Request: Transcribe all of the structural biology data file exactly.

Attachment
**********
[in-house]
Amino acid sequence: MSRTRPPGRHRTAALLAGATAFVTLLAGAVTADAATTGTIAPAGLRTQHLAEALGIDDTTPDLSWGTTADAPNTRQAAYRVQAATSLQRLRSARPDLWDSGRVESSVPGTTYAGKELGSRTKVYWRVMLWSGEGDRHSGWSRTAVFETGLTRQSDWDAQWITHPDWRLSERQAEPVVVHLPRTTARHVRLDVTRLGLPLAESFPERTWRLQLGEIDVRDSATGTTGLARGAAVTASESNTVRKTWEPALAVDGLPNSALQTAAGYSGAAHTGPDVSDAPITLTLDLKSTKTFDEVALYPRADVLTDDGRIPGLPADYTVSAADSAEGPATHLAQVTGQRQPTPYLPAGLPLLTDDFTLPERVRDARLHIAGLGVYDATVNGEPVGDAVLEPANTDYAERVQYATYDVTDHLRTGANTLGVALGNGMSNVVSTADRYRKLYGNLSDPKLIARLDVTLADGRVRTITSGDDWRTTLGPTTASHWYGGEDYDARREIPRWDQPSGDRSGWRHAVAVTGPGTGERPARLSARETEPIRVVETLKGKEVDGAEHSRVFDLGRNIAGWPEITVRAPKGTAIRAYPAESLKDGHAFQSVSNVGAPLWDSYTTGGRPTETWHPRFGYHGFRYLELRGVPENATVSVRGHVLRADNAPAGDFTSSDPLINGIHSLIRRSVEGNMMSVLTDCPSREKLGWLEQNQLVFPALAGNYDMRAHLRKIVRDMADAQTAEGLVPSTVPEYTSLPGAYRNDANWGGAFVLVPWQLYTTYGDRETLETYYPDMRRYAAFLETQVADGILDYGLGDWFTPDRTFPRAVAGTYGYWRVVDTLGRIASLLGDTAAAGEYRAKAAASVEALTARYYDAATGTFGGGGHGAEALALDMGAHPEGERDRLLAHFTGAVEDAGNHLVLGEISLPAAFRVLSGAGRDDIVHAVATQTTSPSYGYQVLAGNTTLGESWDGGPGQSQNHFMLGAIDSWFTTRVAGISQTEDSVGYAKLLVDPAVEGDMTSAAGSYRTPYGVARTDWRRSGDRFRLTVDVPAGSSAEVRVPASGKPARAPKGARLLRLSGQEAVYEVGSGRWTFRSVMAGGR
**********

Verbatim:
[in-house]
Amino acid sequence: MSRTRPPGRHRTAALLAGATAFVTLLAGAVTADAATTGTIAPAGLRTQHLAEALGIDDTTPDLSWGTTADAPNTRQAAYRVQAATSLQRLRSARPDLWDSGRVESSVPGTTYAGKELGSRTKVYWRVMLWSGEGDRHSGWSRTAVFETGLTRQSDWDAQWITHPDWRLSERQAEPVVVHLPRTTARHVRLDVTRLGLPLAESFPERTWRLQLGEIDVRDSATGTTGLARGAAVTASESNTVRKTWEPALAVDGLPNSALQTAAGYSGAAHTGPDVSDAPITLTLDLKSTKTFDEVALYPRADVLTDDGRIPGLPADYTVSAADSAEGPATHLAQVTGQRQPTPYLPAGLPLLTDDFTLPERVRDARLHIAGLGVYDATVNGEPVGDAVLEPANTDYAERVQYATYDVTDHLRTGANTLGVALGNGMSNVVSTADRYRKLYGNLSDPKLIARLDVTLADGRVRTITSGDDWRTTLGPTTASHWYGGEDYDARREIPRWDQPSGDRSGWRHAVAVTGPGTGERPARLSARETEPIRVVETLKGKEVDGAEHSRVFDLGRNIAGWPEITVRAPKGTAIRAYPAESLKDGHAFQSVSNVGAPLWDSYTTGGRPTETWHPRFGYHGFRYLELRGVPENATVSVRGHVLRADNAPAGDFTSSDPLINGIHSLIRRSVEGNMMSVLTDCPSREKLGWLEQNQLVFPALAGNYDMRAHLRKIVRDMADAQTAEGLVPSTVPEYTSLPGAYRNDANWGGAFVLVPWQLYTTYGDRETLETYYPDMRRYAAFLETQVADGILDYGLGDWFTPDRTFPRAVAGTYGYWRVVDTLGRIASLLGDTAAAGEYRAKAAASVEALTARYYDAATGTFGGGGHGAEALALDMGAHPEGERDRLLAHFTGAVEDAGNHLVLGEISLPAAFRVLSGAGRDDIVHAVATQTTSPSYGYQVLAGNTTLGESWDGGPGQSQNHFMLGAIDSWFTTRVAGISQTEDSVGYAKLLVDPAVEGDMTSAAGSYRTPYGVARTDWRRSGDRFRLTVDVPAGSSAEVRVPASGKPARAPKGARLLRLSGQEAVYEVGSGRWTFRSVMAGGR